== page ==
If your distro does include hpcdtoppm, you can check whether the included version suffers from the blown-highlights problem with either your own image or with one of Felix’s test PCDs. Felix links to a patch for hpcdtoppm, so if the converted output is bad, consider applying it. But beware, you might have to manually edit the code rather than apply the patch with patch if your version of hpcdtoppm differs considerably.
The more reliable solution is ImageMagick (IM), which is actively maintained and a standard component in almost all Linux distros. IM can convert a PCD file with convert image001.pcd image001.tiff.
I found IM’s conversions subjectively too bright in the highlights — although not as bad as some of the other offenders documented by Felix. The conversion is done in magick/colorspace.c using the YCCMAP table about halfway into the file.
If you plot the YCCMAP table as a function, you can see where the highlight compression occurs. Essentially, the compressed look-up table performs a gamma-correction when converting from PhotoYCC to RGB, and it uses the same gamma correction for every image. Felix’s replacement look-up table is linear, so none of the highlight information is compressed.
I discussed the subject with the IM developers, who say they tested their look-up table against Kodak’s reference image and got expected results.
Obviously conversion factors like curves are the type of thing photographers can argue the merits of all day long, but when converting from an uncorrected scan into a work-mode image, I prefer not to lose any information. Luckily with open source you can make the changes yourself.
If you patch colorspace.c to use a linear look-up table, you can apply any necessary gamma-correction in the image editor, and make it specific to the image contents and usage. I created a linear YCCMAP look-up table, which you can apply to colorspace.c using this patch. It is diff’ed against IM’s trunk, which you can check out from anonymous SVN. I am happy with the results it provides — to be certain, your mileage may vary, but at least Photo CDs are a stable optical media, so you don’t have to worry too much about ruining your only copy of the file.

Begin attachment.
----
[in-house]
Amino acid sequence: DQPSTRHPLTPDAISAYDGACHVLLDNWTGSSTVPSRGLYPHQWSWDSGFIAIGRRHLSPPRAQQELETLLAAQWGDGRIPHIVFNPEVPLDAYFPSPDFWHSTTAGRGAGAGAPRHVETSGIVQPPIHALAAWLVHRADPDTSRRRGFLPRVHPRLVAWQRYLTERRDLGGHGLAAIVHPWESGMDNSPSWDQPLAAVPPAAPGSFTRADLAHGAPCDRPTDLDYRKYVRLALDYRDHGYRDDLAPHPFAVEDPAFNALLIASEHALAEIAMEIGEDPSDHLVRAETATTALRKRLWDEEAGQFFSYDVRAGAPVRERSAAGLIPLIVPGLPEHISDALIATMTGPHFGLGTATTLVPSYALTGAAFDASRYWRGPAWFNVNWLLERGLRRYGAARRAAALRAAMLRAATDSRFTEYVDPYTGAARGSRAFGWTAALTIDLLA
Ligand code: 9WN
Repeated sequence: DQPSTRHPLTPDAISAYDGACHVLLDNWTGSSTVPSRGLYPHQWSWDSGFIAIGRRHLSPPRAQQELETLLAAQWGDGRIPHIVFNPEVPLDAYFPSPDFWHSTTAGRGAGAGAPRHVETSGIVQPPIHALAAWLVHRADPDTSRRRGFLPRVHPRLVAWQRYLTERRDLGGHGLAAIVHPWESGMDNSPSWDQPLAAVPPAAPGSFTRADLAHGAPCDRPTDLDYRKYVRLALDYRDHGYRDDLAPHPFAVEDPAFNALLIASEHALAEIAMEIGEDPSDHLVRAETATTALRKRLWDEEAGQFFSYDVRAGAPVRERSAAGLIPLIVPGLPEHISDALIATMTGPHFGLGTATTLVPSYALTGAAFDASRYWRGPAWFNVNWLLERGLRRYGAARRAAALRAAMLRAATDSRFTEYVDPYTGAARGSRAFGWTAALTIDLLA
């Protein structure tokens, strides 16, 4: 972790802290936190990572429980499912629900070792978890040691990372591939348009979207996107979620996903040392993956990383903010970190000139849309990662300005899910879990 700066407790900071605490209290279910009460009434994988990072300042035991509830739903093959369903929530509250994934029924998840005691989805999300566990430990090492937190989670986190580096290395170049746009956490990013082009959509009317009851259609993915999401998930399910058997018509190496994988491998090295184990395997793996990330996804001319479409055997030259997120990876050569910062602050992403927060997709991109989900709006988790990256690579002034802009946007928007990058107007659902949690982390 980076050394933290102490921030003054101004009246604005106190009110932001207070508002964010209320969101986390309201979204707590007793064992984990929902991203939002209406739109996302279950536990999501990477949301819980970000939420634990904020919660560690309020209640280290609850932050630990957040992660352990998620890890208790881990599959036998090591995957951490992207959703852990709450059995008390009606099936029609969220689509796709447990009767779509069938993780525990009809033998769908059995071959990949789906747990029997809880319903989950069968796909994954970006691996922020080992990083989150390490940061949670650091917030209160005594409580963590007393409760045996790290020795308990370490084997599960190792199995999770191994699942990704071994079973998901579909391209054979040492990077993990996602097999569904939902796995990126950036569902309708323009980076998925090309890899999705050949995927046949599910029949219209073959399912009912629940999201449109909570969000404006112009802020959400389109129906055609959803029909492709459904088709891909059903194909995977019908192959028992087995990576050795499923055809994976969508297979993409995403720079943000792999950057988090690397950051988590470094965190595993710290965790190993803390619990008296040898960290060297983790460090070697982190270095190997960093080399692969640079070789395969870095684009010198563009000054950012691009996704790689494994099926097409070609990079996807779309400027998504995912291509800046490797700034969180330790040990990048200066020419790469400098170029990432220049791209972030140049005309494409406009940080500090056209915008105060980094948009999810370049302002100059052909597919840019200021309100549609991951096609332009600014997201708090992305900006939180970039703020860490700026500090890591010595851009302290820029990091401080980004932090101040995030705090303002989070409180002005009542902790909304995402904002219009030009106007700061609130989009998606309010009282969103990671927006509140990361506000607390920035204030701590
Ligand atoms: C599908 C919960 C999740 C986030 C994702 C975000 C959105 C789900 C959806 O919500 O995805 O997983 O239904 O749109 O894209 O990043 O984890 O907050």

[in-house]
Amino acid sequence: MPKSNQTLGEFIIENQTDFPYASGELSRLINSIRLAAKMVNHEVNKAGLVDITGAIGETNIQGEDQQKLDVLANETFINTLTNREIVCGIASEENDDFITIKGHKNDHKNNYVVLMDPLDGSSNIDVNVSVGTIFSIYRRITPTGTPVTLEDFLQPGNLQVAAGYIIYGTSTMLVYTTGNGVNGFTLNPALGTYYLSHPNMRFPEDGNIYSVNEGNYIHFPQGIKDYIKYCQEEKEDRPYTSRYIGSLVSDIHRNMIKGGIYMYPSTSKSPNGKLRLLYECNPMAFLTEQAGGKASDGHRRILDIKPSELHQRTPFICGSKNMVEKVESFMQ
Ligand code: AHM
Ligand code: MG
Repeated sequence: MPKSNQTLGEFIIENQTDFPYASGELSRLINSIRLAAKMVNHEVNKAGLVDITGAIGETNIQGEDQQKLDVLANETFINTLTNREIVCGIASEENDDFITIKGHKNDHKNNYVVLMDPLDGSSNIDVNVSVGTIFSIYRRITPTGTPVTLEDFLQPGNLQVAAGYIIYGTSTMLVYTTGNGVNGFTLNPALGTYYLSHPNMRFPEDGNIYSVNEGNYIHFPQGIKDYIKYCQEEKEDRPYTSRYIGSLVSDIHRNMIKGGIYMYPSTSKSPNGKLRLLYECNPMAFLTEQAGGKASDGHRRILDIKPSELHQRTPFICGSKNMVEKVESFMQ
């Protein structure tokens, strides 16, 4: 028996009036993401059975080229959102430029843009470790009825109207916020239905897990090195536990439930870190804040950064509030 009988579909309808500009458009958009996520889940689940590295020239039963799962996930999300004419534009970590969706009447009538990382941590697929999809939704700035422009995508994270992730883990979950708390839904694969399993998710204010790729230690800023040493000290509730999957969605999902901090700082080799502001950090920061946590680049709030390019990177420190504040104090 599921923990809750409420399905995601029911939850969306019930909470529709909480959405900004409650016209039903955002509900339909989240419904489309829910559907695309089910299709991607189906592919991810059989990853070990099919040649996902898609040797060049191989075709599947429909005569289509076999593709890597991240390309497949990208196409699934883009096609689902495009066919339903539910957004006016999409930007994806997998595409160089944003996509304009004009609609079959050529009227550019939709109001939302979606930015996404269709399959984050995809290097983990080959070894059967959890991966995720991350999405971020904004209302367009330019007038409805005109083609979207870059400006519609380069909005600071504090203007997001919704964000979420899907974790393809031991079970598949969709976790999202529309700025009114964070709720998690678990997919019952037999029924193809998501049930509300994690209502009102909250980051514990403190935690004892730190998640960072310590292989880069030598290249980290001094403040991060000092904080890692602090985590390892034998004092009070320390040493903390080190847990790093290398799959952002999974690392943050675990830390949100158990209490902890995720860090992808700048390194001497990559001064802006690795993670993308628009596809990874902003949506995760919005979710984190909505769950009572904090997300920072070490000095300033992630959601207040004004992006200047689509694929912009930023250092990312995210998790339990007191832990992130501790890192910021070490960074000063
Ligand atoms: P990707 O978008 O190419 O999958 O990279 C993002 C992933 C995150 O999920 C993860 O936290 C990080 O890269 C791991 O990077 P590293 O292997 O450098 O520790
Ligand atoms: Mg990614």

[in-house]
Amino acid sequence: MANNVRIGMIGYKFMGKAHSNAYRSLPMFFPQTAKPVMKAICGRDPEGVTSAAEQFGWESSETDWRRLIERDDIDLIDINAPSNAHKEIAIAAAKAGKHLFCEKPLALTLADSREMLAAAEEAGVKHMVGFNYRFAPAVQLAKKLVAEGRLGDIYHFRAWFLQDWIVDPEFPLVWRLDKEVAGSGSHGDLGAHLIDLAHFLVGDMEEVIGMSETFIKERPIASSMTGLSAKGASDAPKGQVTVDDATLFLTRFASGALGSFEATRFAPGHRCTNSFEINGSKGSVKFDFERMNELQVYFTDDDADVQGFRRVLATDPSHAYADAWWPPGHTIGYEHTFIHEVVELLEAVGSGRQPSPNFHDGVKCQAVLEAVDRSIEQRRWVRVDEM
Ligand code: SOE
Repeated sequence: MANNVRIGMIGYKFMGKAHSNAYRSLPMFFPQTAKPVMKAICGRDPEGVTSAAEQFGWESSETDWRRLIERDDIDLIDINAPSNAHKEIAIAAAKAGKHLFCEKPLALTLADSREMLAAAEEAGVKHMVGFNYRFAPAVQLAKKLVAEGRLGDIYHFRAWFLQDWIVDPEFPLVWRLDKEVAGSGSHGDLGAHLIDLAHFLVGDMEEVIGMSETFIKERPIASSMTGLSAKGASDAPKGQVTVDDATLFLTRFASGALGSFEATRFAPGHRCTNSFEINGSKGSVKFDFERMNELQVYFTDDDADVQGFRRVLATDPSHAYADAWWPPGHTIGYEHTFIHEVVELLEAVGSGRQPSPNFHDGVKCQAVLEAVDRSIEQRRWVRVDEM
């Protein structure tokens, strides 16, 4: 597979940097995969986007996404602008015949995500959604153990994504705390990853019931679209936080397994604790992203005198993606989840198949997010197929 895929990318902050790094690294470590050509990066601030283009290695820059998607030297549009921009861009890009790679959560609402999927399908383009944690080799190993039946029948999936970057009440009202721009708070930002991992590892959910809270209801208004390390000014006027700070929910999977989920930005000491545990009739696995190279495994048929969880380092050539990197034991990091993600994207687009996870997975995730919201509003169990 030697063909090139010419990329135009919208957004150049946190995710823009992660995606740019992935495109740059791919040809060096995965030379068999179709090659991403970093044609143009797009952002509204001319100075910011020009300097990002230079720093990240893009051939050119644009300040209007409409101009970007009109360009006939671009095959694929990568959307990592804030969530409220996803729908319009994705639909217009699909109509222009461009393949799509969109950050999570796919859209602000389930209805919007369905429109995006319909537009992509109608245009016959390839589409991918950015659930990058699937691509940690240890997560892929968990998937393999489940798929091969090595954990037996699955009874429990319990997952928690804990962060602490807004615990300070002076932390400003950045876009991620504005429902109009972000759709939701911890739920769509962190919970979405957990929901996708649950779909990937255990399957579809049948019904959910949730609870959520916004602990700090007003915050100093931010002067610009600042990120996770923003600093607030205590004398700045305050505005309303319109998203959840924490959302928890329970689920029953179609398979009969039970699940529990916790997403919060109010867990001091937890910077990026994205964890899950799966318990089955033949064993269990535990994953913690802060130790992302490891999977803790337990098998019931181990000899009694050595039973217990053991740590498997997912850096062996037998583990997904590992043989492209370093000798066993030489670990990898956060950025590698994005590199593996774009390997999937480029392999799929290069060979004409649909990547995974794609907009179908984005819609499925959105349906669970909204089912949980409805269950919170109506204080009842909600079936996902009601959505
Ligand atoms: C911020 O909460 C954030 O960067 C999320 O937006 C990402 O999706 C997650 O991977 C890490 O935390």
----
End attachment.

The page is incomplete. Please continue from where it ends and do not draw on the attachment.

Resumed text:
What to learn
I became interested in PCD support because of one of the scenarios described in the sidebar: I wanted to use an image I liked, but for which the original was lost and the PCD was my best remaining scan. But the process got me thinking about digital archives in general, and the critical importance of the archive format.
PCD was not flawed technically, it just was a single-vendor format, and when Kodak lost interest in maintaining it, it was stone cold dead. Even while it was alive, though, many software makers shipped a faulty implementation of the conversion utility for it, in spite of the public documentation (Ted Felix slogged through Kodak’s own support docs, remember). And once it was no longer in common usage, the knowledge of how to properly interpret it was soon lost, and bugs started creeping into even the open source projects like ImageMagick.
There is a moral to heed in that story. Today, the major digital camera manufacturers each use a single-vendor RAW format, in most cases poorly documented. How easy will it be to access those .NEF and .CR2 files 10 years from now? Even Adobe’s camera-maker-neutral DNG format, whose specification is publicly available, is written and released by Adobe alone. I’m reasonably certain that Adobe will still be around in 10 years, but I can’t say the same for DNG. I just hope ImageMagick is still here, too.
- Graphics & Multimedia